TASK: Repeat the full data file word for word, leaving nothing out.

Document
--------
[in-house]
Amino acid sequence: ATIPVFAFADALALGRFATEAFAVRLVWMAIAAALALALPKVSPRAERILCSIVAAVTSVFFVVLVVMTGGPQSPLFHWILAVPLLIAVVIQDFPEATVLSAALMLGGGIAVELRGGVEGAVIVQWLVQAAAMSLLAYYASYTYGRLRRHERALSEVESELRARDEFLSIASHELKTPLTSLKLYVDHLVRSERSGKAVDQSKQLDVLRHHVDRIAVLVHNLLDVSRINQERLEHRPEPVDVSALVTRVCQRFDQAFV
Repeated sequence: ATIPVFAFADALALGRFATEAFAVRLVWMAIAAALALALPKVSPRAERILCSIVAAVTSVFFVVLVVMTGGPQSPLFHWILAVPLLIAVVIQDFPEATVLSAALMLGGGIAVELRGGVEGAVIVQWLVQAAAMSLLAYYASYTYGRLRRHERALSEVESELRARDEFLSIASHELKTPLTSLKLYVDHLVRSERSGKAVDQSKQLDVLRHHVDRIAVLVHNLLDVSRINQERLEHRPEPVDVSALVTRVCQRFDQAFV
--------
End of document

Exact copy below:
[in-house]
Amino acid sequence: ATIPVFAFADALALGRFATEAFAVRLVWMAIAAALALALPKVSPRAERILCSIVAAVTSVFFVVLVVMTGGPQSPLFHWILAVPLLIAVVIQDFPEATVLSAALMLGGGIAVELRGGVEGAVIVQWLVQAAAMSLLAYYASYTYGRLRRHERALSEVESELRARDEFLSIASHELKTPLTSLKLYVDHLVRSERSGKAVDQSKQLDVLRHHVDRIAVLVHNLLDVSRINQERLEHRPEPVDVSALVTRVCQRFDQAFV
Repeated sequence: ATIPVFAFADALALGRFATEAFAVRLVWMAIAAALALALPKVSPRAERILCSIVAAVTSVFFVVLVVMTGGPQSPLFHWILAVPLLIAVVIQDFPEATVLSAALMLGGGIAVELRGGVEGAVIVQWLVQAAAMSLLAYYASYTYGRLRRHERALSEVESELRARDEFLSIASHELKTPLTSLKLYVDHLVRSERSGKAVDQSKQLDVLRHHVDRIAVLVHNLLDVSRINQERLEHRPEPVDVSALVTRVCQRFDQAFV